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Ptosis is the term used to describe a droopy or low upper eyelid position. This can block the vision, while compensating by tilting the face or chin or lifting the eyebrows in order to see clearly can cause headaches and discomfort in the neck or forehead. “Unilateral ptosis” refers to ptosis affecting one eyelid, while “bilateral ptosis” means it affects both.
Ptosis can be present from birth (congenital ptosis) and is due to the muscle that lifts the upper eyelid not developing properly. In some cases, this can be an inherited condition, with other family members affected.
In children, if the low upper eyelid position is not corrected it can affect the development of vision and lead to amblyopia (lazy eye).
In adults, the most common reason that ptosis occurs is that over time the muscle that lifts the eyelid up becomes stretched and weakens.
It can also happen following cataract surgery, injury or contact lens use. Some neurological conditions e.g. Myasthenia Gravis can also cause ptosis but this is not common.
The primary and generally the first symptom of ptosis is drooping of the eyelid(s). Other symptoms can include a squint (eyes looking in different directions) and double vision.
Other secondary symptoms can be caused by the drooping of the eyelid. These include headaches caused by the eyebrow and forehead muscles being used, (even without the person realising that they are doing it) to try to lift the droopy eyelid up and improve the vision. This can trigger migraines and also lead to wrinkles in the forehead skin over time.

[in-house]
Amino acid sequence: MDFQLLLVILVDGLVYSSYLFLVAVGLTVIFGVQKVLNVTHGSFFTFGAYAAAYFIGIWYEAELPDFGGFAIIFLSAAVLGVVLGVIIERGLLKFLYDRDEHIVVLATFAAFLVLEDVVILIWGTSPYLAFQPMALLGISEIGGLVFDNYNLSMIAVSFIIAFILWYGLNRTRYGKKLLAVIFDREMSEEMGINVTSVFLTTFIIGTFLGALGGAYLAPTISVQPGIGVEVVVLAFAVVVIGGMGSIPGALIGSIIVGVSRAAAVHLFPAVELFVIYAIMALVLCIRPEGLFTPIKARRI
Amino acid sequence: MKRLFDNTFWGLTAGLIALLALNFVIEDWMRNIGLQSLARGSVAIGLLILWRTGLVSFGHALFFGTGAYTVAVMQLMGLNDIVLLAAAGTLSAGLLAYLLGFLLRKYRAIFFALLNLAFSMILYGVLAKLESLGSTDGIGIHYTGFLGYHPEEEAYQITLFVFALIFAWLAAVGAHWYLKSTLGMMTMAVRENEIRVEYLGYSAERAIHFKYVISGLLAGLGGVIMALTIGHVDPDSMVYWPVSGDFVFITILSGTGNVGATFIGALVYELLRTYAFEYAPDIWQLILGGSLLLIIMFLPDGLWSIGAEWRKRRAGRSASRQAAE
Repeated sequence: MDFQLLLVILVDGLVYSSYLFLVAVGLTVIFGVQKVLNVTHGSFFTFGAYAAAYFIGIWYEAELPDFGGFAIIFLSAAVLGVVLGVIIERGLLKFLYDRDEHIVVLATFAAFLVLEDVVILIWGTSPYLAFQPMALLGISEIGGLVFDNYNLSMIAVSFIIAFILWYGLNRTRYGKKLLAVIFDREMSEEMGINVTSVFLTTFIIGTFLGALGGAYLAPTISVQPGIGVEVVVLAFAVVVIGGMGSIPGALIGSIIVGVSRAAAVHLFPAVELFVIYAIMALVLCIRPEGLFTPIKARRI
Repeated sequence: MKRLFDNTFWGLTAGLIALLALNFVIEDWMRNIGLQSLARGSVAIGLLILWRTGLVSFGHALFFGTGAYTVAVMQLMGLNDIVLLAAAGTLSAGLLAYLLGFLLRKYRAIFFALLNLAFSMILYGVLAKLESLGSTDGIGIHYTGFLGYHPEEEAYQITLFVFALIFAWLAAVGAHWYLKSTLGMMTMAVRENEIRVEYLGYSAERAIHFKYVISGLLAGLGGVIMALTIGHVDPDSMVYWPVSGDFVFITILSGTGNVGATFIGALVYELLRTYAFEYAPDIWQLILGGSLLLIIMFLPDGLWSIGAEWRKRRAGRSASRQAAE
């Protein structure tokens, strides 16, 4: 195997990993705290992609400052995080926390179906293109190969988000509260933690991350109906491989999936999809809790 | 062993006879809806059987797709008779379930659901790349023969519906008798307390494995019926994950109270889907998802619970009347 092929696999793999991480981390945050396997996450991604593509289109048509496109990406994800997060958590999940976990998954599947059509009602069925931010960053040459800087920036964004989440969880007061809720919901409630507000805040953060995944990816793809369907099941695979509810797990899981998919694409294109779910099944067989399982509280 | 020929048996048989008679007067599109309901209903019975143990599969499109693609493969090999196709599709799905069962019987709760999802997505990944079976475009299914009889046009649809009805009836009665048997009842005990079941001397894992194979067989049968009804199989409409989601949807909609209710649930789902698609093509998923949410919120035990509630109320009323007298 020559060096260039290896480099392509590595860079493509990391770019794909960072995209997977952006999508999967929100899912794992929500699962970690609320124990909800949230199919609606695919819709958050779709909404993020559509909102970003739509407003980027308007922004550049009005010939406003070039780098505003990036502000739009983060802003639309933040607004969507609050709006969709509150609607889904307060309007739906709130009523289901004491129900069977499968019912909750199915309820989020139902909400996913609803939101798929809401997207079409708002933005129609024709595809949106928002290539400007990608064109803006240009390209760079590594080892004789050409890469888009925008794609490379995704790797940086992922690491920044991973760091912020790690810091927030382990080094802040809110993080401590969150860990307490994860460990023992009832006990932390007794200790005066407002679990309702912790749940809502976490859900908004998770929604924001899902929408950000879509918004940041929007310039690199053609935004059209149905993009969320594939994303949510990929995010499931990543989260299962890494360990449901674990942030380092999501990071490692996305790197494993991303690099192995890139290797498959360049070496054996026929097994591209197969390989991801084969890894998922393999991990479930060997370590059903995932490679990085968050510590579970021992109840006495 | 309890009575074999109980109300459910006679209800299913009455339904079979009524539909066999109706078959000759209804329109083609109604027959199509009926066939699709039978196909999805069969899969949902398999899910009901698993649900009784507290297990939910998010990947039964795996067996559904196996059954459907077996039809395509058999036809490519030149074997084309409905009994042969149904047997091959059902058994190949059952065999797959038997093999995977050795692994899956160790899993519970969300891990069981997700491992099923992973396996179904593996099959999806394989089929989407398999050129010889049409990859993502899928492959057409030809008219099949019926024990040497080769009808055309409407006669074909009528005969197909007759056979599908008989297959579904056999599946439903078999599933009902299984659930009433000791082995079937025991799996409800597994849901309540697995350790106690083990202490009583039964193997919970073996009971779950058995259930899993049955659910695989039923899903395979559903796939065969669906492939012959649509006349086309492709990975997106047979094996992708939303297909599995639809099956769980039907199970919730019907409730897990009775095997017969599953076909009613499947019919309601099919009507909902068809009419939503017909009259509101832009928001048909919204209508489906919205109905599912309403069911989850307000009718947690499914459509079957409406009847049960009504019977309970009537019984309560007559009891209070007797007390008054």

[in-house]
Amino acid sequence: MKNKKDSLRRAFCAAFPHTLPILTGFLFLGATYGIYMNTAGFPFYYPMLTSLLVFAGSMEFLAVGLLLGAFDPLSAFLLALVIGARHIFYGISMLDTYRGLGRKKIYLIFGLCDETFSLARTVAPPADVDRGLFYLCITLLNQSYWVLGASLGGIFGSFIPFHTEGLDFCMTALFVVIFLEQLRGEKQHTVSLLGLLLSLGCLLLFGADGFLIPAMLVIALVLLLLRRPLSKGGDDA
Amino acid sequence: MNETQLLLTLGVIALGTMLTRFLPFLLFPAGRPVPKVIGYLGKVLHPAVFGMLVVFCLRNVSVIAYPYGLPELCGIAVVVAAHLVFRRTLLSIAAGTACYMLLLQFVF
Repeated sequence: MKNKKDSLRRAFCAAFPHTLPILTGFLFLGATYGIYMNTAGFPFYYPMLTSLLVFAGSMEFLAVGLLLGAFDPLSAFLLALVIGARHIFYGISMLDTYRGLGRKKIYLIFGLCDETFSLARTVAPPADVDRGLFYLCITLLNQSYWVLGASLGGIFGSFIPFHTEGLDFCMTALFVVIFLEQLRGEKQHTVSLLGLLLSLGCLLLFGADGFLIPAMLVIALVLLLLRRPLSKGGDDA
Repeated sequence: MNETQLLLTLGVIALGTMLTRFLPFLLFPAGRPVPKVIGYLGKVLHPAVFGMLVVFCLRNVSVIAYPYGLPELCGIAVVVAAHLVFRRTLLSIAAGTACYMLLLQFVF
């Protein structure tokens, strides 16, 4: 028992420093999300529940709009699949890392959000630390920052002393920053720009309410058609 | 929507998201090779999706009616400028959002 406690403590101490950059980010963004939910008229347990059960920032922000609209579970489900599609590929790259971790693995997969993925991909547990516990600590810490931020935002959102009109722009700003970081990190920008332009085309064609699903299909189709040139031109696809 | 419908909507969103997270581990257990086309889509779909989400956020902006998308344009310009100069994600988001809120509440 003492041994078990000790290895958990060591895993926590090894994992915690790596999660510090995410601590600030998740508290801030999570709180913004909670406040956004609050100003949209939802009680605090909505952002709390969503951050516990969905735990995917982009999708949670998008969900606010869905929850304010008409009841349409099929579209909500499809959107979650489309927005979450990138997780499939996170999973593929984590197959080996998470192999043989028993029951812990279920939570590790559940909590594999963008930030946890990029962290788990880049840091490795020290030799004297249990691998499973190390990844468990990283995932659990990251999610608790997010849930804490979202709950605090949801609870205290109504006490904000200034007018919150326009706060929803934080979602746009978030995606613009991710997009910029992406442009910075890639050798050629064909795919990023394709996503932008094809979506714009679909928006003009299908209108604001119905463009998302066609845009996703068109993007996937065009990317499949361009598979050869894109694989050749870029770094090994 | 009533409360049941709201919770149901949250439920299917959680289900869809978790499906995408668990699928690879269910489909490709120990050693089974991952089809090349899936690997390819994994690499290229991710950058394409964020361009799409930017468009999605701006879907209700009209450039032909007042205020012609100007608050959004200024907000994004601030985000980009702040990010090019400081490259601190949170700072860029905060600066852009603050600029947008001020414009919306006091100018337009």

Other symptoms include back and/or neck pain caused by the ptosis sufferer adjusting the position of their head to see better, in cases of severe ptosis. Ptosis can also lead to dry eyes if it prevents the eyelid from functioning properly by keeping the eye moist. This in turn can cause excessive eye watering as the eye tries to correct the problem.
If ptosis occurs suddenly over a short period of time and is associated with double vision, muscle weakness, headaches or pain, urgent medical advice should be sought.
Ptosis can be split into two main categories: congenital and acquired ptosis. Congenital ptosis is present from birth, and acquired ptosis becomes apparent at a later stage of life.
Congenital ptosis is a result of the eye’s levator muscle failing to develop as it should. Children with ptosis may experience other visual defects – for example, a lazy eye. It’s generally recommended to treat congenital ptosis during childhood to preserve the child’s vision to as high a standard as possible. It is thought that congenital ptosis is hereditary.
There are a number of reasons why an adult might develop ptosis. These are generally broken down into 5 categories:
There are different risk factors for ptosis depending on the type of ptosis in question. Risk factors include:
Ptosis is usually best corrected by surgery to restore the upper eyelid position.
Non-surgical options to treat ptosis and hold the eyelid higher include ptosis props that can be attached to glasses, Botulinum Toxin injections and using scleral contact lenses. Surgery usually results in a better aesthetic result than non- surgical options, but all available options will be discussed with you with your surgeon.
Perhaps one of the most recognisable celebrities with ptosis is the actor Forest Whitaker. In his case he was born with the condition and it affects only his left eye.
Thom Yorke, the frontman of Radiohead, also has ptosis in his left eye. This was caused by surgery for a paralysed eyelid which went wrong.
The singer Gabrielle has ptosis in her right eye, which she often covers with either an eye patch or a sweeping fringe.
Refer to our ptosis procedure page for more information on surgery options, what to expect from your surgery and pricing.
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